By Tyler Schneider
In 2019, visual artist Alecks Cruz and his wife, Natalie, and children, Azariah and Amelia, made the move from Chicago to Kansas City.
“We would frequently visit KC from time to time, and I remember attending events like First Fridays, and thinking, ‘man, how cool is this?’ So when we had an opportunity to move out here, we saw it as an adventure,” Cruz said. “Honestly, it felt like a really great opportunity to get connected in another growing, creative community.”
Last week, the Grandview Arts Council revealed Cruz as the winner of the Mural on Main Street project contest following a public round of voting that had taken place at the Harry’s Hay Days Festival, May 6. His concept was selected from five finalists and ten total submissions.
Cruz will work on transferring his winning design to the new City of Grandview License Bureau Building—formerly the Jackson County Advocate offices at 1102 Main St—in the coming weeks with the aid of a $5,000 grant which the city applied for and was granted by ArtsKC.
The timeline for completion is expected to be sometime in late July or early August, and the mural will likely measure up at 57×15 feet. Work will be able to start as soon as city crews finish covering and removing parts of the building designated for the mural “to give Alecks a blank canvas to start from,” Irene Kendrick of the Grandview Arts Council told The Telegraph.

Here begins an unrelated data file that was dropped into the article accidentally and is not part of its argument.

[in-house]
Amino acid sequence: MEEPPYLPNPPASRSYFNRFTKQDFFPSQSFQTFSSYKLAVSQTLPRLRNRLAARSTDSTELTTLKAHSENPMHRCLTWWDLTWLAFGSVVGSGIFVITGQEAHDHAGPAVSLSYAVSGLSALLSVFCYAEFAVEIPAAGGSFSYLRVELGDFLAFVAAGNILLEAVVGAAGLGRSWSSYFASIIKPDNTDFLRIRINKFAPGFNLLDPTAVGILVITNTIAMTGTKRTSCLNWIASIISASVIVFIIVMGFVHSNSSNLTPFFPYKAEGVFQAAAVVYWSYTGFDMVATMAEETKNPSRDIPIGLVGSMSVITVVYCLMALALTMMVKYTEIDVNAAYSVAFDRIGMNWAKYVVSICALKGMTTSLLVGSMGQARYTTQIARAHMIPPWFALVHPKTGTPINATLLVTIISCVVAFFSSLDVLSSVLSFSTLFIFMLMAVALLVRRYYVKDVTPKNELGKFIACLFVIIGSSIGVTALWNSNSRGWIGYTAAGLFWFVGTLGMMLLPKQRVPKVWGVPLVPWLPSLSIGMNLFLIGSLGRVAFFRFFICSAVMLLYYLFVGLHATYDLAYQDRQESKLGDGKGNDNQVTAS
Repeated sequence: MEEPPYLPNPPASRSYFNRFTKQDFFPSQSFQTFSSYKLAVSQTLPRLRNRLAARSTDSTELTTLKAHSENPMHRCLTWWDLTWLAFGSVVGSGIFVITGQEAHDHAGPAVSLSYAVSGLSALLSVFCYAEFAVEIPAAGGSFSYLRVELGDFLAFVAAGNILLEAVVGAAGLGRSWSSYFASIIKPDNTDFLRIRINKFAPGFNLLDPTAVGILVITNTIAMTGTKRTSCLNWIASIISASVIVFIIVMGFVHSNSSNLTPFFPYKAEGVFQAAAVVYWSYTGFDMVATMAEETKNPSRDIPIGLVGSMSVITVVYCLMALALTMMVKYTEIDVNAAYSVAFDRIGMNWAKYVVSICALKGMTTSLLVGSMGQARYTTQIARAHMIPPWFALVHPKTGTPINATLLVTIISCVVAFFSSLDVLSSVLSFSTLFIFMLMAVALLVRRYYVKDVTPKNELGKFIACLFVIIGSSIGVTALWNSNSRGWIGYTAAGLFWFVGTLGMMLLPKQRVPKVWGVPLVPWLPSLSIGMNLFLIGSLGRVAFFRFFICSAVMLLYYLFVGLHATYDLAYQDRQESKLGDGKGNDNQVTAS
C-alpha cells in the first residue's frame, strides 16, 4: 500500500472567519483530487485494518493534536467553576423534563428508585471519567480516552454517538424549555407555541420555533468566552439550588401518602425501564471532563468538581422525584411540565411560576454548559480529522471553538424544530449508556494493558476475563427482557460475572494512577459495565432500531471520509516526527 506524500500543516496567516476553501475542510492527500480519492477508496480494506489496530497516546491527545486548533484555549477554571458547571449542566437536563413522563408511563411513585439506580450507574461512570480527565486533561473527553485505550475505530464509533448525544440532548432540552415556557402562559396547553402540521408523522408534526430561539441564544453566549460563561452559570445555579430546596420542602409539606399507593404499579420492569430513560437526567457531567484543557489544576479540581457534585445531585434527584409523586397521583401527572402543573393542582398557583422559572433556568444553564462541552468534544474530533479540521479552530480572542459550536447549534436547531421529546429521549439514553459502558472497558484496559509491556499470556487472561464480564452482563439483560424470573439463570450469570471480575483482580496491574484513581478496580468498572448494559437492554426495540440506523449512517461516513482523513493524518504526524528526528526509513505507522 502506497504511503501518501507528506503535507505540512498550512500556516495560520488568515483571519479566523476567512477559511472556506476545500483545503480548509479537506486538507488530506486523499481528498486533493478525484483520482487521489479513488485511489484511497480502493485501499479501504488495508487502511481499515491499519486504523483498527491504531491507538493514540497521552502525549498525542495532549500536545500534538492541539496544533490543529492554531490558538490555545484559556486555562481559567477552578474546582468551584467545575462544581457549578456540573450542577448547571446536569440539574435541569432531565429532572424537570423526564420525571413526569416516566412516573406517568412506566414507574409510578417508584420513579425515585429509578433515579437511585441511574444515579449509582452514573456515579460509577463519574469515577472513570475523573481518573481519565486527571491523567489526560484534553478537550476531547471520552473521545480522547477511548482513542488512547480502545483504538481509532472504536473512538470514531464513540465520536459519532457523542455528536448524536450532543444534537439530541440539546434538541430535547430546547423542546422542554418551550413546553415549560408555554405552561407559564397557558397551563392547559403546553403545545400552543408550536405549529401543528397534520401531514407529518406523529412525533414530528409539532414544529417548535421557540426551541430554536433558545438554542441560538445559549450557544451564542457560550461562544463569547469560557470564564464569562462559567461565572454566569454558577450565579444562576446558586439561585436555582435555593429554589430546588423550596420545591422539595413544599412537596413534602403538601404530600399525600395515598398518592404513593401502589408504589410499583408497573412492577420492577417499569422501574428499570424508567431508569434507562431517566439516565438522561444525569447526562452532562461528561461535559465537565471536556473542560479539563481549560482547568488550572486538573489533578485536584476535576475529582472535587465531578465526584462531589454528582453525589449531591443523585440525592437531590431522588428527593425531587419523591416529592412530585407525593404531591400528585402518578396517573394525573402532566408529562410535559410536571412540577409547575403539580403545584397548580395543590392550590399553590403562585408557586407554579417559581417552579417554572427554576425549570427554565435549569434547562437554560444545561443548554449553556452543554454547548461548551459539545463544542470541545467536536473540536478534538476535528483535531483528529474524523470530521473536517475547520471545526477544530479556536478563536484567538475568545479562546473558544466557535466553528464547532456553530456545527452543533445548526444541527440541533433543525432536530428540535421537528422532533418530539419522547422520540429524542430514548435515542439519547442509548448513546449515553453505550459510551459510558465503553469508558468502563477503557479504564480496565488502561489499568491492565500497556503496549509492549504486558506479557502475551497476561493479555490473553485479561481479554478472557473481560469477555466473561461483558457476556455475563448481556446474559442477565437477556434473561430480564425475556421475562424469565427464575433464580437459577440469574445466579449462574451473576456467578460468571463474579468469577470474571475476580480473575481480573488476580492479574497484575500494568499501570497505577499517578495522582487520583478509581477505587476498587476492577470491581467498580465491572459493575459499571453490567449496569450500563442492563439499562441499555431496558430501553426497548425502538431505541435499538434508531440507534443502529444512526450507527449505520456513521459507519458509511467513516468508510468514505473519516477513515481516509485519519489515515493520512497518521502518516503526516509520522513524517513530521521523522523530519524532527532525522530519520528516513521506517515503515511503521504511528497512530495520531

The artist, a South KC resident just off the Grandview border, had found out about the contest in November of last year after somebody had sent him a flyer. By December, his design had been prepared for submission.
Cruz’s art is heavily influenced by his hometown of Chicago, with graffiti and urban art styles in play throughout most of his works. In this mural, he took those styles and weaved them alongside iconic images from Grandview’s history.
“For this particular project I knew that I wanted to reference a lot of historical things that make up Grandview, so I went online and did some digging,” Cruz said. “Truman is obviously a huge figure that [the city] really takes pride in, so I figured the home would be one good part to incorporate into the design. I also learned about the air base and the military families that had moved to Grandview, and looked into some of those historical artifacts like the train car.”
All in all, the end design was produced with the intent of “honoring the past but also maybe creating something that feels fresh and looks forward,” Cruz said.
Once work starts, expect to see Cruz out and working in the evenings and early mornings in order to beat the summer heat. Usually working alone, Cruz will begin the process by applying the base coat and primer layers on the brick wall, followed by an outline, before he starts using spray paints to fill in areas with color.
Cruz earned 196 votes of 491 total votes, with runner-up Kristie Harper at 108. Harper, as well as the three other finalists, Kristy August, Taylar Sanders. Melissa Feris, and Jessica Weiner, will eventually have their art put on display in the License Bureau office and made available for public purchase.